The Miracle Business (Porterbeach) followed in 2004, a more focussed album produced by David Matheson, formerly of the pop group Moxy Früvous. One of Harness' most polished recordings, the album contains the pop songs "Diamonds in the Air" and "Mayor of Crazytown" as well as poetic pieces such as "Horseman" and "Fields of Plenty". Porterbeach also put out a book of Harness' lyrics to date, Journey to the Sun, containing the words to 101 songs.

Fugitives in 2006 found Harness affirming his Christian faith with such proclamations as "Man on the Cross", "Devil's Got a Foothold in your Heart" and "Calm Down", and in the liner notes he describes his vision of God as "far from being a mascot for war, for stealing from the poor to give to the rich, for anti-choice and sexual discrimination."[7][8] Harness revealed another aspect of his talent with the release of his book The Art of Laurel and Hardy in 2006. The book is an idiosyncratic study of the 1930s comedy team published by McFarland in North Carolina.[9]

In 2007, McFarland published 'The Art of Charlie Chaplin' by Kyp Harness.

In 2009 Harness launched a webcomic, Mortimer the Slug, which updates every weekday.

In 2011, Harness released his ninth independent album, Resurrection Gold. Produced by David Picco, it features ten new songs, from the contemplative Passenger to the rock-pop of Pick Me Up Baby. "He's a stone genius...a Toronto version of a Lucinda Williams or a Nick Cave" the CBC wrote. "One of the best records of the year...from start to finish the power this record packs is remarkable," said Herohill.com “Oddball or genius? You decide…Harness has delivered a uniquely skewed minor masterpiece that allows him to sit proudly with the likes of Robyn Hitchcock.” - Americana UK "“A radar-evading singer-songwriter who packs more fine lines into four minutes than Shakespeare and Ron Sexsmith combined” – Globe and Mail

Harness has been associated with other Canadian singer songwriters, such as Daniel Lanois, Kathleen Yearwood, who covers three Harness songs on her Doglogic album. Mary Margaret O'Hara, Bob Wiseman and Ron Sexsmith, who covers Harness' 'Thumbelina Farewell' on his Blue Boy album (2001). Lanois calls him a "great writer", and Ron Sexsmith refers to him as "my favourite songwriter...it's his lyrics that set him apart. They are every bit as powerful as the best Dylan, Cohen and Lennon combined." Exclaim's Michael Barclay stated in 2003 that Harness's work "should rightfully be hailed as a national treasure."[6]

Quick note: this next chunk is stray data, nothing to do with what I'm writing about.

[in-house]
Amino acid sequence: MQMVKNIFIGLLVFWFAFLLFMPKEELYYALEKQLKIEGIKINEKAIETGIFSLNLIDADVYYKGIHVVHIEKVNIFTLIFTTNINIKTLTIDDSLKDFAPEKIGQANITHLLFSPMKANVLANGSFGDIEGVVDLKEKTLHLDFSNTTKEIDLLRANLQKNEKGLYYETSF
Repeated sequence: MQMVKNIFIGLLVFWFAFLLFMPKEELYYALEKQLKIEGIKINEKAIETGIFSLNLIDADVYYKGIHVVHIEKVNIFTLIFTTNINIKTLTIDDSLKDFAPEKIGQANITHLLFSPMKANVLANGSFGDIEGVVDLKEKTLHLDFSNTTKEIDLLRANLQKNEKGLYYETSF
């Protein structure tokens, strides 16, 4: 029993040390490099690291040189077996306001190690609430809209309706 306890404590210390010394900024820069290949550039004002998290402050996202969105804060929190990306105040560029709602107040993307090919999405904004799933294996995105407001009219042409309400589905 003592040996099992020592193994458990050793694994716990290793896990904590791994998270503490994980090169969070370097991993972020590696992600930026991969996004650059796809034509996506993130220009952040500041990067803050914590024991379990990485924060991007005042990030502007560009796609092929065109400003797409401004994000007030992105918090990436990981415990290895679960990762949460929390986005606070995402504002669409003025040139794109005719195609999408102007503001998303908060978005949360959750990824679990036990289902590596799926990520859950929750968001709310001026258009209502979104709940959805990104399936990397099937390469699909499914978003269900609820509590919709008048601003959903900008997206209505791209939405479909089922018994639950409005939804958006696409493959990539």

Harness is based in Toronto and is married to poet Allison Grayhurst.

Discography[edit]

  • Nowhere Fast - 1991
  • God's Footstool (Amatish) - 1992
  • Welcome to the Revolution (Amatish) - 1994
  • Houdini in Reverse - 1998
  • All Her Love (Porterbeach) - 2001
  • The Floating World (Porterbeach) - 2002
  • The Miracle Business (Porterbeach) - 2004
  • Fugitives - 2006
  • Resurrection Gold - 2011

References[edit]

  1. ^ Krewen, Nick (1998) "Throwing it into Reverse Singer/songwriter Kyp Harness visits Waterloo with new Houdini CD", The Record, December 10, 1998
  2. ^ a b c d Proefrock, Stacia "Kyp Harness Biography", Allmusic, retrieved 2010-02-06
  3. ^ Volmers, Eric (2003) "Words to live by; Songwriter's songwriter, Kyp Harness can see a future of letting others score with his music", The Record, January 16, 2003
  4. ^ a b Badgley, Aaron "God's Footstool Review", Allmusic, retrieved 2010-02-06
  5. ^ McNeil, Jason "All Her Love Review", Allmusic, retrieved 2010-02-06
  6. ^ a b "Questionnaire: Kyp Harness", Exclaim!, February 2003, retrieved 2010-02-06
  7. ^ Khanna, Vish (2007) "Kyp Harness Fugitives", Exclaim!, February 2007, retrieved 2010-02-06
  8. ^ Barclay, Michael (2007) "Fugitives Review", The Record, March 1, 2007
  9. ^ Harness, Kyp (2006) The Art of Laurel & Hardy: Graceful Calamity in the Films, McFarland & Co Inc, ISBN 978-0-7864-2440-5

External links[edit]